Johnny Depp’s lizard cologne goes Native

Sarah Posted by Sarah at May 30, 2018 15:34:09 May 30, 2018 15:34:09

I have been extraordinarily patient with Johnny Depp and his interest in Native culture. He may or may not be of Native descent—he’s unsure of his exact heritage—but he has always been sincere and generally respectful in his interest. The Lone Ranger didn’t work, at all, but I believe he really did want to remake Tonto as something other than a racist cartoon (and as big of a mess as that movie is, all of the interesting stuff is happening with Tonto, whom they tried to make a character of independent will and agency). But now he’s trending into “Cherokee Princess” territory and my patience with Depp’s schtick, thin back in 2012, is completely worn out in 2018. 

At issue is a short-film-cum-commercial for the Dior cologne Sauvage. Depp is the face of Sauvage, so he stars in this latest marketing gambit, titled Legend of the Magic Hour, in which Depp broods around the Joshua Tree desert, narrating a Navajo stellar myth about how Coyote created the Milky Way. Depp is not Navajo, not even by adoption, but he has supported the Navajo Nation in the past (much of The Lone Ranger was shot on Navajo land). Is that supposed to make this okay? He’s down with the Nation, so this can’t be appropriation? 

Of course it can, and it is, and it strikes me as a way worse offense than his attempt to fix Tonto. Part of it is the straight up commercialism of it—everyone is Native when it makes them money. But most of it is just the sheer SHALLOWNESS of it. Whatever you may think of The Lone Ranger, it was, at least, fueled by Depp’s passion. It got made because he cared about remaking Tonto. That movie is a mess but they really tried to fix one of the worst Native stereotypes in pop culture. What is this Sauvage short film trying to do besides be a David Lynch knock-off?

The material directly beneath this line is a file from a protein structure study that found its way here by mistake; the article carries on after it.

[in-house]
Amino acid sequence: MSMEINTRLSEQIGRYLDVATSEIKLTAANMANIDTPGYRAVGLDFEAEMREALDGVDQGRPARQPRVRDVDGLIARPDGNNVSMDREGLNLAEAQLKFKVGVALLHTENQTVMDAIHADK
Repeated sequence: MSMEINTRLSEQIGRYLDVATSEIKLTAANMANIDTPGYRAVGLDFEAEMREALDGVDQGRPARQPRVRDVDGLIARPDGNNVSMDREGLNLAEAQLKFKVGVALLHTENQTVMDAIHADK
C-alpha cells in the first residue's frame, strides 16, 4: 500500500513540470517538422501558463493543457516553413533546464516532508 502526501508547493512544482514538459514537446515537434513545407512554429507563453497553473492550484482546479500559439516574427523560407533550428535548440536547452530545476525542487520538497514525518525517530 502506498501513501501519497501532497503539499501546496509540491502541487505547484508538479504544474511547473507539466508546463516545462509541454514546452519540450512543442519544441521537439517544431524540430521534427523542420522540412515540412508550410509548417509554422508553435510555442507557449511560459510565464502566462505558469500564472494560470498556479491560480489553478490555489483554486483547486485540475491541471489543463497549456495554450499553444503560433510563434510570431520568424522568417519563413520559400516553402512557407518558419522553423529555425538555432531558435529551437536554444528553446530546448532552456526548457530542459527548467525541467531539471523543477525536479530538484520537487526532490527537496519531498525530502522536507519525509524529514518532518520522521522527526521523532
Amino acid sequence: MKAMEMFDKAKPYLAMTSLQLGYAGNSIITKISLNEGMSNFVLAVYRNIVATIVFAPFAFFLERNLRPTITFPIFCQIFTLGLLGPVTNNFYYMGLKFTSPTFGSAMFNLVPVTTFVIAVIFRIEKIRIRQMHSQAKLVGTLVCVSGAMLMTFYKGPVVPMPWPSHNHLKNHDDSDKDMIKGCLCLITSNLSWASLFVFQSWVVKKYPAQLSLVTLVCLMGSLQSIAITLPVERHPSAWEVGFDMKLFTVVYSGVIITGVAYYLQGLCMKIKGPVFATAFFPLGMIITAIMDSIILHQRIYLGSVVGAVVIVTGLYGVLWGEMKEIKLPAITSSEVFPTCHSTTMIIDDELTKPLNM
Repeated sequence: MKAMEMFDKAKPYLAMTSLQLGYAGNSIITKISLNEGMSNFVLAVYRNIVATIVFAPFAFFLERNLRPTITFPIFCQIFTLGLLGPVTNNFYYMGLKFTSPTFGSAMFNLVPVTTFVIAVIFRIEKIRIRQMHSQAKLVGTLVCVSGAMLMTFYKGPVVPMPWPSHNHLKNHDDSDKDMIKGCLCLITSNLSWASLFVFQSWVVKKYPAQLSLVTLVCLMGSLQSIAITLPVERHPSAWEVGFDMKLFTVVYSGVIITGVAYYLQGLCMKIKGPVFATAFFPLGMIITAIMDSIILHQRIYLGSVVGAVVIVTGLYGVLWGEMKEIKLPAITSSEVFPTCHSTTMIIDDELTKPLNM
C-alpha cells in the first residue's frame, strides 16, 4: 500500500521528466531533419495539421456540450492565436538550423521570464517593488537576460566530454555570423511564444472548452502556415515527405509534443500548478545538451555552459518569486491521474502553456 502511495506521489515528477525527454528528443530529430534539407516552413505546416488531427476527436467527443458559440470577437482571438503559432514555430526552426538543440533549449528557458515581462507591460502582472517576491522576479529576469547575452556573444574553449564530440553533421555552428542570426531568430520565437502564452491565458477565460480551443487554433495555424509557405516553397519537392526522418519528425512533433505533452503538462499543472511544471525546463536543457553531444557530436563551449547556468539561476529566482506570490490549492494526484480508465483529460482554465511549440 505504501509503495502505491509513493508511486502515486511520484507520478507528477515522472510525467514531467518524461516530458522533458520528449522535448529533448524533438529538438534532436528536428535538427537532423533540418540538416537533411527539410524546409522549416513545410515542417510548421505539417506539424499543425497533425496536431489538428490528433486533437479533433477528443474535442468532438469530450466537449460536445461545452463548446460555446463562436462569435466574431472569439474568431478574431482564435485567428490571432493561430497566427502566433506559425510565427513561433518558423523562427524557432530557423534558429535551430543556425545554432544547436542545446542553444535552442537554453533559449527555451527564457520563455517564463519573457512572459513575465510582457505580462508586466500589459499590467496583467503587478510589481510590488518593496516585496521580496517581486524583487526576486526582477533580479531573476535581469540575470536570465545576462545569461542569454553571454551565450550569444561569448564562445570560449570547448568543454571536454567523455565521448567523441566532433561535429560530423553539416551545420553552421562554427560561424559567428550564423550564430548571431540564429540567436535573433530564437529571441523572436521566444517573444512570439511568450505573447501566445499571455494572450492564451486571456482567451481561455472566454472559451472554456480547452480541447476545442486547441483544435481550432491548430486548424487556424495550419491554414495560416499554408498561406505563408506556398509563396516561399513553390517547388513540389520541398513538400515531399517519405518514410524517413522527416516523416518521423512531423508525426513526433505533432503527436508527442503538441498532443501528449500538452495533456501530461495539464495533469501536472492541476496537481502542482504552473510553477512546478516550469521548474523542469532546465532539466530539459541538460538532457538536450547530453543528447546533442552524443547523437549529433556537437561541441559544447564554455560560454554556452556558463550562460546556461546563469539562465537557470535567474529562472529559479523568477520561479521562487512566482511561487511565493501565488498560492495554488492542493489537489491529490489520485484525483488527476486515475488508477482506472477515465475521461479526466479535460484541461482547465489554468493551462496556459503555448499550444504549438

Nothing. It’s a fancy commercial to sell cologne that trades on Depp’s assumed Native roots without even attempting a meaningful connection to the story being told. If Depp and Dior want to use a Native myth to sell cologne, then the actual least they could do is involve Navajo artists in the process. Get some Navajo filmmakers and writers on board, hire Navajo actors. Make the connection real. When I started writing for this site, Johnny Depp was one of my Forever Loves and I defended him even as early-onset scarfication took hold. But it turns out “forever” has a limit and Depp hit it years ago. Not only is Magic Hour cultural appropriation, it’s not even good and I am all out of passes. 

PS: No one at LG HQ had smelled Sauvage, which apparently is incredibly popular, so I stopped by a department store to give it a sniff. I generally don’t like department store perfumes and colognes because all I can smell are the synthetic alcohols that go in them, and Sauvage is no different. After the initial whiff of high school chemistry, it was warm and a bit spicy, but the opening note of dissected frog was strong. Sauvage kind of smells like if someone sprayed ethanol on a lizard sunning itself on hot asphalt.

PPS: Here is Johnny Depp and his band, the Hollywood Vampires, talking about, I dunno…the mystery of Slavic women? Seriously, what did we ever see in him?


 

Photos:
Epsilon/ Getty Images

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